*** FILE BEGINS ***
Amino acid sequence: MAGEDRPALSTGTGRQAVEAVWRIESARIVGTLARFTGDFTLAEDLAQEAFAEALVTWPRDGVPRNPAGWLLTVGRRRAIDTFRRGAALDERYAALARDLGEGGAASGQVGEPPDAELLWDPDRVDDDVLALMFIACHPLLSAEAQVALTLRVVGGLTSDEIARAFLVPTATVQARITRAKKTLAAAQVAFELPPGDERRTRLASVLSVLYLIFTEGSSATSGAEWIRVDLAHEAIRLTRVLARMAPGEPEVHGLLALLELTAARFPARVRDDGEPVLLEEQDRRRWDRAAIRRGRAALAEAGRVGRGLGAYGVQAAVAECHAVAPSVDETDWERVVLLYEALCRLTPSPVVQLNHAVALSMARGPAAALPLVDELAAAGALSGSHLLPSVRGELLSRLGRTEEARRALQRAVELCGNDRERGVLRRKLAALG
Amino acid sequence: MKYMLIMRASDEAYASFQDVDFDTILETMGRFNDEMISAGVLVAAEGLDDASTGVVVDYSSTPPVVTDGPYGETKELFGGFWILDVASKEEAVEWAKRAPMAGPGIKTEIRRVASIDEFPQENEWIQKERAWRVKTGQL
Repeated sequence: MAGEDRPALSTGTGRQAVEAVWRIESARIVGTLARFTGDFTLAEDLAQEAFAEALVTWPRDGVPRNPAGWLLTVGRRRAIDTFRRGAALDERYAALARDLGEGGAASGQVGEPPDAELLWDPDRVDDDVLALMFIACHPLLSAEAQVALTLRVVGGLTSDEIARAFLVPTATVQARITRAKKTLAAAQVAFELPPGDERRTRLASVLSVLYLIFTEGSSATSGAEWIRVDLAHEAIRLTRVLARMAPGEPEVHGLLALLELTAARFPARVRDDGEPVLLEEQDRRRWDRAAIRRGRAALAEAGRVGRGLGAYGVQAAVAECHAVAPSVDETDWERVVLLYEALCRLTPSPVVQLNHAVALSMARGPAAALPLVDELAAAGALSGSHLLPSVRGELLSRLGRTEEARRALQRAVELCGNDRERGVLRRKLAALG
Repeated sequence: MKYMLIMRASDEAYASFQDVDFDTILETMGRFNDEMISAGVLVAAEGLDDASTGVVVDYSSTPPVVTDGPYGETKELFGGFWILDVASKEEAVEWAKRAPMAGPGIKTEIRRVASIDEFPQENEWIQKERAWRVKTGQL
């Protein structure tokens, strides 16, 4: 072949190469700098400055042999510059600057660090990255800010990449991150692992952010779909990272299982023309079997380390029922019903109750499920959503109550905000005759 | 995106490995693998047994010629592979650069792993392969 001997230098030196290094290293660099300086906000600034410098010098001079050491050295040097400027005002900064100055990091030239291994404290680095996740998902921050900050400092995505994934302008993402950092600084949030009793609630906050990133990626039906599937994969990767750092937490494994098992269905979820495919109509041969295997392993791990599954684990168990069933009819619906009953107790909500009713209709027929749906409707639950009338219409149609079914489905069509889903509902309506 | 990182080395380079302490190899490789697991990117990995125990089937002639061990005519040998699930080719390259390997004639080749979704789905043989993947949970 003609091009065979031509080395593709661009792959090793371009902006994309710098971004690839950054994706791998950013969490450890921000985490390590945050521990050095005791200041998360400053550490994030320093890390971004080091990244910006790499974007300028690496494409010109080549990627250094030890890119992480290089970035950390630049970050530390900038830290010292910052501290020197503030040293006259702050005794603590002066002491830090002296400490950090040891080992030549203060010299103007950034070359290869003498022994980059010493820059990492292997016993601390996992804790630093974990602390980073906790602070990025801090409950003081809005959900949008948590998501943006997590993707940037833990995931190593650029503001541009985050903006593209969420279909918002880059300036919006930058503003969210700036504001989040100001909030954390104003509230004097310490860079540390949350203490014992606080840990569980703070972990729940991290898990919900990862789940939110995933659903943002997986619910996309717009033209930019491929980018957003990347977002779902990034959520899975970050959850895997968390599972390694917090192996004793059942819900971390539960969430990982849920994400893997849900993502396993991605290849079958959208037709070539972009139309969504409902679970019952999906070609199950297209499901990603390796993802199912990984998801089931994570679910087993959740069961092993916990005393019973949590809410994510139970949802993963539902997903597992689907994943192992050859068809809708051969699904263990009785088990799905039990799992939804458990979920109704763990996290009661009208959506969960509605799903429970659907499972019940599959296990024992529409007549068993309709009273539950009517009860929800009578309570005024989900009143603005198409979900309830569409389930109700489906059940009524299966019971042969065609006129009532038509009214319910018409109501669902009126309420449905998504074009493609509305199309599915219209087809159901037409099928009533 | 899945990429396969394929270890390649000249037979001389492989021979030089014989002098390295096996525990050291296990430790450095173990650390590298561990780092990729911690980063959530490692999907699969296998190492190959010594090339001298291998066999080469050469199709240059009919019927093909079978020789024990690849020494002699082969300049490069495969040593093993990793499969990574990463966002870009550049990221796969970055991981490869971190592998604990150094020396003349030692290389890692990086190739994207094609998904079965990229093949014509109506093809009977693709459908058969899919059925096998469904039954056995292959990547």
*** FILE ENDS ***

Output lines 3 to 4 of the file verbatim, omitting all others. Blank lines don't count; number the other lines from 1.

Repeated sequence: MAGEDRPALSTGTGRQAVEAVWRIESARIVGTLARFTGDFTLAEDLAQEAFAEALVTWPRDGVPRNPAGWLLTVGRRRAIDTFRRGAALDERYAALARDLGEGGAASGQVGEPPDAELLWDPDRVDDDVLALMFIACHPLLSAEAQVALTLRVVGGLTSDEIARAFLVPTATVQARITRAKKTLAAAQVAFELPPGDERRTRLASVLSVLYLIFTEGSSATSGAEWIRVDLAHEAIRLTRVLARMAPGEPEVHGLLALLELTAARFPARVRDDGEPVLLEEQDRRRWDRAAIRRGRAALAEAGRVGRGLGAYGVQAAVAECHAVAPSVDETDWERVVLLYEALCRLTPSPVVQLNHAVALSMARGPAAALPLVDELAAAGALSGSHLLPSVRGELLSRLGRTEEARRALQRAVELCGNDRERGVLRRKLAALG
Repeated sequence: MKYMLIMRASDEAYASFQDVDFDTILETMGRFNDEMISAGVLVAAEGLDDASTGVVVDYSSTPPVVTDGPYGETKELFGGFWILDVASKEEAVEWAKRAPMAGPGIKTEIRRVASIDEFPQENEWIQKERAWRVKTGQL